Abstract 16319: Physical Fitness Modifies the Predictive Impact of Weight Gain and Body Mass Index for Incident Atrial Fibrillation
Introduction: The incidence of both atrial fibrillation (AF) and obesity is increasing in the general population, and lifestyle intervention is recommended. We tested the hypothesis that measured physical fitness modifies the long-term predictive impact of body mass index (BMI) and weight gain since 25 years of age for incident AF.
Methods: From 1972-1975, 2014 healthy middle-aged Norwegian men participating in a prospective cardiovascular survey, underwent a comprehensive clinical examination including a symptom-limited bicycle exercise ECG test. Physical fitness was defined as the total exercise work divided by body weight. During up to 35 years follow-up, 269 men were documented with AF by scrutinizing all hospital discharges. Risk estimation for incident AF was analyzed using Cox proportional hazard models and tested for age-adjusted physical fitness above and below median. All analyses were adjusted for age, systolic blood pressure, current smoking, total cholesterol and blood glucose.
Results: Mean baseline BMI was 24.6 kg/m2 (SD 2.8) and only 24 % of the men had weight gain of 10 kg or more from the age of 25 to midlife, defining this as a lean population. Men with physical fitness below median and BMI >= 28 kg/m2 had a 1.60-fold (95 % CI 1.04-2.41) increased risk of AF compared with men with BMI < 28 kg/m2. Correspondingly, men with physical fitness below median and weight gain >=10 kg had a 3.14-fold (95 % CI 1.14-12.95) risk of AF compared with men with weight loss since 25 years of age. However, among men with above median physical fitness neither weight change nor BMI predicted incident AF.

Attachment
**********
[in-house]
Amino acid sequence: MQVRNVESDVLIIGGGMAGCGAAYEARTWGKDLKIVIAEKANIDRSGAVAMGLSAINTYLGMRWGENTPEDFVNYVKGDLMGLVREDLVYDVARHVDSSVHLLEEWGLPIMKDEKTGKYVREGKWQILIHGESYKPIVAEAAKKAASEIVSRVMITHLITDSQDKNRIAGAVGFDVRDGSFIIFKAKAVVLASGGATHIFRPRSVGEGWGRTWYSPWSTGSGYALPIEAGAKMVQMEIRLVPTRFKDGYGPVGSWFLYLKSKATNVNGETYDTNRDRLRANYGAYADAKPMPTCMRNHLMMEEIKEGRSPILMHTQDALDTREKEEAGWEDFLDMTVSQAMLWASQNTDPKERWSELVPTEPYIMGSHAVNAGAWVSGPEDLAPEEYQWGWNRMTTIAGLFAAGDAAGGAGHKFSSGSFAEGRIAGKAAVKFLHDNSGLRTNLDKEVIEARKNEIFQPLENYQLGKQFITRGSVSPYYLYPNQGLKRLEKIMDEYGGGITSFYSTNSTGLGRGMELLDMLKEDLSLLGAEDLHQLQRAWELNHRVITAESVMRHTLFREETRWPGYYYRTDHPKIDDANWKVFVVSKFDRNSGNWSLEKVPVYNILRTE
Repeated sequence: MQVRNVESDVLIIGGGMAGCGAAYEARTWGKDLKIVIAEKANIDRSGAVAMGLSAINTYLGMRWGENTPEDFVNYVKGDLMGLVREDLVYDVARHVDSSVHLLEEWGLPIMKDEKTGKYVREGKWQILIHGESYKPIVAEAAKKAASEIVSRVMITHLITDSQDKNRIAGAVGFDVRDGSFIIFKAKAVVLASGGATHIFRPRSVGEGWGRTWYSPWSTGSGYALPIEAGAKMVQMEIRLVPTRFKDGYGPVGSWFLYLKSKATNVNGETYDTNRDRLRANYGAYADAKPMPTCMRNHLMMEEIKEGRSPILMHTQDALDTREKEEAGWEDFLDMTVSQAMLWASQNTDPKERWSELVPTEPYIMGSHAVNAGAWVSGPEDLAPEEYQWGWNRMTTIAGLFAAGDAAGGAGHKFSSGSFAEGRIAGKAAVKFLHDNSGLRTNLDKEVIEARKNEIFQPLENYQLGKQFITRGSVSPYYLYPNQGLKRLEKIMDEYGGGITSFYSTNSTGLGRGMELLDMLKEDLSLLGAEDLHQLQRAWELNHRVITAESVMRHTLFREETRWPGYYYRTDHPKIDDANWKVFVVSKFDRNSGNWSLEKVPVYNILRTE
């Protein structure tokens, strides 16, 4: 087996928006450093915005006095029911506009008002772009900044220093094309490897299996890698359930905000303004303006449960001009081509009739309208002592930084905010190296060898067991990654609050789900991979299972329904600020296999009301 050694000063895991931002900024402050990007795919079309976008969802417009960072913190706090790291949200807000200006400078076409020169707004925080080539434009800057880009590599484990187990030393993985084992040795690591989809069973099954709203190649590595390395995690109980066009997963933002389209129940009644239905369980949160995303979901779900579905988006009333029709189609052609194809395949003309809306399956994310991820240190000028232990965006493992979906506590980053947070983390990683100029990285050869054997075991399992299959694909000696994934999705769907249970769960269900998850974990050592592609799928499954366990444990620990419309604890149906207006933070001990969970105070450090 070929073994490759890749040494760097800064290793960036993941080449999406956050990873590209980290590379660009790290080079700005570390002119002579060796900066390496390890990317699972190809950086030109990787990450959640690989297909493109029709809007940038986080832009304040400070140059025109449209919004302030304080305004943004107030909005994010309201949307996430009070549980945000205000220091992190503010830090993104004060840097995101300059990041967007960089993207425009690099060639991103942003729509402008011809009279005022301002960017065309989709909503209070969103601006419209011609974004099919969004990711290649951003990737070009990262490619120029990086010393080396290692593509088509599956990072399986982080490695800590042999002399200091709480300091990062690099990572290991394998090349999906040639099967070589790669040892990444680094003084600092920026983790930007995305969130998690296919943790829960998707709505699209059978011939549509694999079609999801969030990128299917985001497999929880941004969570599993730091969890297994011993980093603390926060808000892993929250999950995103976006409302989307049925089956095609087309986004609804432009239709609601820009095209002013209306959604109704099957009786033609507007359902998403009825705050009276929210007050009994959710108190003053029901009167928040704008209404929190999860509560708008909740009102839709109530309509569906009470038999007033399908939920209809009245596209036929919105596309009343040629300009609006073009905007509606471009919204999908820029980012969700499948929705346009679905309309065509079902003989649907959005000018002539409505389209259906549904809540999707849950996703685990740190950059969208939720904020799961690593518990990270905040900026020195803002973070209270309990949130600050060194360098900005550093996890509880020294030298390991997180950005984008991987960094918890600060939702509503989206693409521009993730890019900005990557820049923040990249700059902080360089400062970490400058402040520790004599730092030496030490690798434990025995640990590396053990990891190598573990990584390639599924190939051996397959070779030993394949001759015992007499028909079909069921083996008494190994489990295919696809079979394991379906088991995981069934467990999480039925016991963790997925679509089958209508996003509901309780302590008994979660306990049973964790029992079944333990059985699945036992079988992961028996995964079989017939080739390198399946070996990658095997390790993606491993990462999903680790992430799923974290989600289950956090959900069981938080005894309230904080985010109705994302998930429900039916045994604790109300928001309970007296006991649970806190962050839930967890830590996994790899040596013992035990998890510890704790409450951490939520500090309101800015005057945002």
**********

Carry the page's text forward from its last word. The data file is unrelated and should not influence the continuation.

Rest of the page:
Conclusions: BMI >= 28 kg/m2 and weight gain >=10 kg since 25 years of age are long-term predictors of incident AF in initially healthy middle-aged men with low physical fitness, but not in physically fit men. High physical fitness reduced the risk of AF associated with BMI and weight gain, and these results might be consistent with the obesity paradox phenomenon where overweight and obese persons have the same favorable outcome as normal weight persons for various cardiovascular events.
- © 2011 by American Heart Association, Inc.